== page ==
Will immigration have an impact on the supply chain?
It is still too early to tell but the immigration legislation being floated could be a net positive for supply chains.
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Supply chain professionals are always thinking of ways to be more effective and efficient. It is how they are wired, it seems. If there is a good idea out there that will help to slash costs and increase productivity, chances are they are working on finding and deploying it in one way or another.
But they are not always the ones coming up with good ideas either. In fact, just yesterday, eight members of the U.S. Congress, yes, Congress, came up with an idea that could be a real positive for the supply chain and logistics sectors.
That idea: comprehensive immigration legislation that could add roughly 11 million undocumented immigrants to the U.S. as citizens and as employees of companies, and as, perhaps, business owners, too.
Of course, this legislation is clearly in the early innings but at the same time it is nice to see some type of true, bipartisan effort being made all the same.
One way to look at how it could possibly be a boon for both supply chains and the U.S. economy is that more permanent residents could equate into more demand for all types of goods that the supply chain delivers.
If a decent percentage of these immigrants get citizenship, there is a decent possibility many of them would want their own chance at the American Dream, purchasing things like homes (and all of the things that come in them) and automobiles, among other items, too.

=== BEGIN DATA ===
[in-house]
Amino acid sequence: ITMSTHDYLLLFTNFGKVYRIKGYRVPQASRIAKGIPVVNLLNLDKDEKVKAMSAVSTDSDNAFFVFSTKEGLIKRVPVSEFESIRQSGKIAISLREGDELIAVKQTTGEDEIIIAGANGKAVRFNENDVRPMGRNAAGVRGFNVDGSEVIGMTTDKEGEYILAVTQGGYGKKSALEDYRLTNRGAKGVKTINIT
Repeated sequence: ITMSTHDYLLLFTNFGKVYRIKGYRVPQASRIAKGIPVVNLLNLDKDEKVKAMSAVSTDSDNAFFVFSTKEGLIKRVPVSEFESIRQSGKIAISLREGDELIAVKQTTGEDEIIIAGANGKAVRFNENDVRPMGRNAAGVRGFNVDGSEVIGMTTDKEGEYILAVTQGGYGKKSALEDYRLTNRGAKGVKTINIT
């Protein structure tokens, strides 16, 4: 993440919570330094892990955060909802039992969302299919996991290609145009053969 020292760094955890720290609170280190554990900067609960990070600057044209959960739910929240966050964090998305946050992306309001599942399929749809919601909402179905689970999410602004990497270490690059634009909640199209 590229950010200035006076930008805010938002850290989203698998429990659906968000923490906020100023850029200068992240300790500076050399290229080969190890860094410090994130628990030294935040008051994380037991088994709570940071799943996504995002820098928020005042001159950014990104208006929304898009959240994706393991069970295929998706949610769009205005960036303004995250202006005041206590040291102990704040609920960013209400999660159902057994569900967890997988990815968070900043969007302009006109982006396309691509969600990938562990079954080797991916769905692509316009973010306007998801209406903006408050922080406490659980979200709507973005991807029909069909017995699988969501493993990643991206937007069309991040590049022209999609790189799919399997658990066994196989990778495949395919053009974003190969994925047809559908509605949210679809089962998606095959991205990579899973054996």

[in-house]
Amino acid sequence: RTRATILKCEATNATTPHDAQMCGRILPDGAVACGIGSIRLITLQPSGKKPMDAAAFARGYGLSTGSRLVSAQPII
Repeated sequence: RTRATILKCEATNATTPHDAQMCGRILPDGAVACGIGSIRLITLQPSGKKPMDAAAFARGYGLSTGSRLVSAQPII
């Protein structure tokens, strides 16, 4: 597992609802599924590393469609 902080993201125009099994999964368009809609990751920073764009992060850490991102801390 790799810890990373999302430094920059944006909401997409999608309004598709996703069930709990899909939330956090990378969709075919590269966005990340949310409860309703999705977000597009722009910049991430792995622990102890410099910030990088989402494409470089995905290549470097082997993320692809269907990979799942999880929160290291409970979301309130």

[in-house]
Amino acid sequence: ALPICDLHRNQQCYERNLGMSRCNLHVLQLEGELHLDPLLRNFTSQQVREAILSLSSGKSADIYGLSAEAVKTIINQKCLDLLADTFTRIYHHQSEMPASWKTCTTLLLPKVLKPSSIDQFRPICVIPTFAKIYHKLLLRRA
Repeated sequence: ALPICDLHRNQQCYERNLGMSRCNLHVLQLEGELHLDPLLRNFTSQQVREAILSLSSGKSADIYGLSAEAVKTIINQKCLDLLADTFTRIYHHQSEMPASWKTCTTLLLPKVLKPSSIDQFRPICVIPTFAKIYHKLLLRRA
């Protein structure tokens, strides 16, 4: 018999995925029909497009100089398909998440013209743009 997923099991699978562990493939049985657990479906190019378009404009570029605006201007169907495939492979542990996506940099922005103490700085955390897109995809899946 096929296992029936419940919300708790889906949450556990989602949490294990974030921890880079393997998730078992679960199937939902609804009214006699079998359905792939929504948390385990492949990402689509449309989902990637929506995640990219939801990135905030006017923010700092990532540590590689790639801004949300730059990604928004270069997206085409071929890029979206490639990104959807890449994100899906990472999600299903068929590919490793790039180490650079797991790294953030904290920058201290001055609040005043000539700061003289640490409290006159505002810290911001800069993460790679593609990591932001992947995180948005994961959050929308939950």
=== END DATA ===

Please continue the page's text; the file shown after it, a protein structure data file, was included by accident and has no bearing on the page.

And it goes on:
Of course, the economy remains very fragile overall despite some encouraging signs of late with housing starts, better employment numbers, and auto sales. And gaining 11 million new citizens does not automatically make things better, but who is to say it makes things worse either.
It stands to reason that retailers would welcome 11 million new customers looking to buy things to help them get settled in their new country. What’s more, with that could come a welcome ancillary impact on their supply chain operations.
At this point the legislation has not been formally introduced or even really official. But at least the concept is out there, which is something to build on at the very least. It is way too early to say what happens from here, but hopefully things are moving in the right direction, which could, again, mean good news for the economy and supply chains down the road.
About the AuthorJeff Berman, Group News Editor Jeff Berman is Group News Editor for Logistics Management, Modern Materials Handling, and Supply Chain Management Review. Jeff works and lives in Cape Elizabeth, Maine, where he covers all aspects of the supply chain, logistics, freight transportation, and materials handling sectors on a daily basis. Contact Jeff Berman
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